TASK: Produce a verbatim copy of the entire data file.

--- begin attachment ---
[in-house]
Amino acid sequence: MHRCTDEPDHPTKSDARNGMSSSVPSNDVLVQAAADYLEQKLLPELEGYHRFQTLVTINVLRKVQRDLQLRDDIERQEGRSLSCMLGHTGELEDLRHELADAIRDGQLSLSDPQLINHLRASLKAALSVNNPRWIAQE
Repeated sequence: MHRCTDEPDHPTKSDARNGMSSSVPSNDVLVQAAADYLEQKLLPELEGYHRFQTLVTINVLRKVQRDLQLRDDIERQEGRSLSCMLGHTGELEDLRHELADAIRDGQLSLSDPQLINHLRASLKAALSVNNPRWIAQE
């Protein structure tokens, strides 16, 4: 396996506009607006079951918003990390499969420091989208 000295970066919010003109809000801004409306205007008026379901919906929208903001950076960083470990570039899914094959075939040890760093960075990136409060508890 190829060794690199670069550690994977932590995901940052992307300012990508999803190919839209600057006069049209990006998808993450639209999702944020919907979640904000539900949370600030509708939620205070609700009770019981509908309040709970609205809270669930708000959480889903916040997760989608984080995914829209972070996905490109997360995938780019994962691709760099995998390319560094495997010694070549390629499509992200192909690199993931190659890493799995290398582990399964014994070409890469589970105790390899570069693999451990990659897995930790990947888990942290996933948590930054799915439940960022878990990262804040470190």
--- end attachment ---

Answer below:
[in-house]
Amino acid sequence: MHRCTDEPDHPTKSDARNGMSSSVPSNDVLVQAAADYLEQKLLPELEGYHRFQTLVTINVLRKVQRDLQLRDDIERQEGRSLSCMLGHTGELEDLRHELADAIRDGQLSLSDPQLINHLRASLKAALSVNNPRWIAQE
Repeated sequence: MHRCTDEPDHPTKSDARNGMSSSVPSNDVLVQAAADYLEQKLLPELEGYHRFQTLVTINVLRKVQRDLQLRDDIERQEGRSLSCMLGHTGELEDLRHELADAIRDGQLSLSDPQLINHLRASLKAALSVNNPRWIAQE
């Protein structure tokens, strides 16, 4: 396996506009607006079951918003990390499969420091989208 000295970066919010003109809000801004409306205007008026379901919906929208903001950076960083470990570039899914094959075939040890760093960075990136409060508890 190829060794690199670069550690994977932590995901940052992307300012990508999803190919839209600057006069049209990006998808993450639209999702944020919907979640904000539900949370600030509708939620205070609700009770019981509908309040709970609205809270669930708000959480889903916040997760989608984080995914829209972070996905490109997360995938780019994962691709760099995998390319560094495997010694070549390629499509992200192909690199993931190659890493799995290398582990399964014994070409890469589970105790390899570069693999451990990659897995930790990947888990942290996933948590930054799915439940960022878990990262804040470190």